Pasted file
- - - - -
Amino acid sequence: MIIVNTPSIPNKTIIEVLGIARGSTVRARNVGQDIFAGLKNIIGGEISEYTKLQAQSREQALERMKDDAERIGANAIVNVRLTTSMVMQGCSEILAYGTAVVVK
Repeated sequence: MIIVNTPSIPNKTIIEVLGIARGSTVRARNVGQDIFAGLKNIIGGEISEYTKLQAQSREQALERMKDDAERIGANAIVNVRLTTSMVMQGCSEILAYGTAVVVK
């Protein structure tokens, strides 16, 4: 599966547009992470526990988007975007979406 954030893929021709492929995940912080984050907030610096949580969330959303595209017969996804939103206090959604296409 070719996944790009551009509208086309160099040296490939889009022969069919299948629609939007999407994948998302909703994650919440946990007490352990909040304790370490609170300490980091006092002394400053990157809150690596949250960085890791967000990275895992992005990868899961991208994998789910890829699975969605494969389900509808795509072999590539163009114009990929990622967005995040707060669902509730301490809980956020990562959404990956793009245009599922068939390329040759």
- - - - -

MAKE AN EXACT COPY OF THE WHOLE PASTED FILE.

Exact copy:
Amino acid sequence: MIIVNTPSIPNKTIIEVLGIARGSTVRARNVGQDIFAGLKNIIGGEISEYTKLQAQSREQALERMKDDAERIGANAIVNVRLTTSMVMQGCSEILAYGTAVVVK
Repeated sequence: MIIVNTPSIPNKTIIEVLGIARGSTVRARNVGQDIFAGLKNIIGGEISEYTKLQAQSREQALERMKDDAERIGANAIVNVRLTTSMVMQGCSEILAYGTAVVVK
């Protein structure tokens, strides 16, 4: 599966547009992470526990988007975007979406 954030893929021709492929995940912080984050907030610096949580969330959303595209017969996804939103206090959604296409 070719996944790009551009509208086309160099040296490939889009022969069919299948629609939007999407994948998302909703994650919440946990007490352990909040304790370490609170300490980091006092002394400053990157809150690596949250960085890791967000990275895992992005990868899961991208994998789910890829699975969605494969389900509808795509072999590539163009114009990929990622967005995040707060669902509730301490809980956020990562959404990956793009245009599922068939390329040759």